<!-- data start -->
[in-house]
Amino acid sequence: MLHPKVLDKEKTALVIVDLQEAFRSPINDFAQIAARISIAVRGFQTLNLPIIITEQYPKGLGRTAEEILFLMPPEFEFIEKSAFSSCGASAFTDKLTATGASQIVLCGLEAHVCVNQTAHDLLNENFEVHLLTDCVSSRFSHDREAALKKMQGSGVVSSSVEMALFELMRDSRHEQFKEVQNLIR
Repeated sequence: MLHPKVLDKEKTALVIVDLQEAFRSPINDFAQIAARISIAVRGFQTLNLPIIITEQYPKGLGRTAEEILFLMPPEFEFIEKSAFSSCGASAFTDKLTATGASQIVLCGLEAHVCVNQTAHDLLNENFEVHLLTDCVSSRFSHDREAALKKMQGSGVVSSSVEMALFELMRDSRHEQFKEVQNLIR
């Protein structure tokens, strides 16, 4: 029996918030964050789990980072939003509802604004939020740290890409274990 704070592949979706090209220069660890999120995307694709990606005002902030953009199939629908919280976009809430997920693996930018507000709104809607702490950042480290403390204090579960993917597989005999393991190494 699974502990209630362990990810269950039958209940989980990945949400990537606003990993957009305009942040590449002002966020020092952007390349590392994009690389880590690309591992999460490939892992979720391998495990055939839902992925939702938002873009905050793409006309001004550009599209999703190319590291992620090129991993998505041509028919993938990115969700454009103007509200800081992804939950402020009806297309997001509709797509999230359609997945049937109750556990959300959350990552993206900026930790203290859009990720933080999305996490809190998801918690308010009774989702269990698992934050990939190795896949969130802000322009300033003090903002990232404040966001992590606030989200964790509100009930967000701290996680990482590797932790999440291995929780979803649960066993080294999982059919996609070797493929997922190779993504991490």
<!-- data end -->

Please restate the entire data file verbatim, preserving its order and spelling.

[in-house]
Amino acid sequence: MLHPKVLDKEKTALVIVDLQEAFRSPINDFAQIAARISIAVRGFQTLNLPIIITEQYPKGLGRTAEEILFLMPPEFEFIEKSAFSSCGASAFTDKLTATGASQIVLCGLEAHVCVNQTAHDLLNENFEVHLLTDCVSSRFSHDREAALKKMQGSGVVSSSVEMALFELMRDSRHEQFKEVQNLIR
Repeated sequence: MLHPKVLDKEKTALVIVDLQEAFRSPINDFAQIAARISIAVRGFQTLNLPIIITEQYPKGLGRTAEEILFLMPPEFEFIEKSAFSSCGASAFTDKLTATGASQIVLCGLEAHVCVNQTAHDLLNENFEVHLLTDCVSSRFSHDREAALKKMQGSGVVSSSVEMALFELMRDSRHEQFKEVQNLIR
């Protein structure tokens, strides 16, 4: 029996918030964050789990980072939003509802604004939020740290890409274990 704070592949979706090209220069660890999120995307694709990606005002902030953009199939629908919280976009809430997920693996930018507000709104809607702490950042480290403390204090579960993917597989005999393991190494 699974502990209630362990990810269950039958209940989980990945949400990537606003990993957009305009942040590449002002966020020092952007390349590392994009690389880590690309591992999460490939892992979720391998495990055939839902992925939702938002873009905050793409006309001004550009599209999703190319590291992620090129991993998505041509028919993938990115969700454009103007509200800081992804939950402020009806297309997001509709797509999230359609997945049937109750556990959300959350990552993206900026930790203290859009990720933080999305996490809190998801918690308010009774989702269990698992934050990939190795896949969130802000322009300033003090903002990232404040966001992590606030989200964790509100009930967000701290996680990482590797932790999440291995929780979803649960066993080294999982059919996609070797493929997922190779993504991490």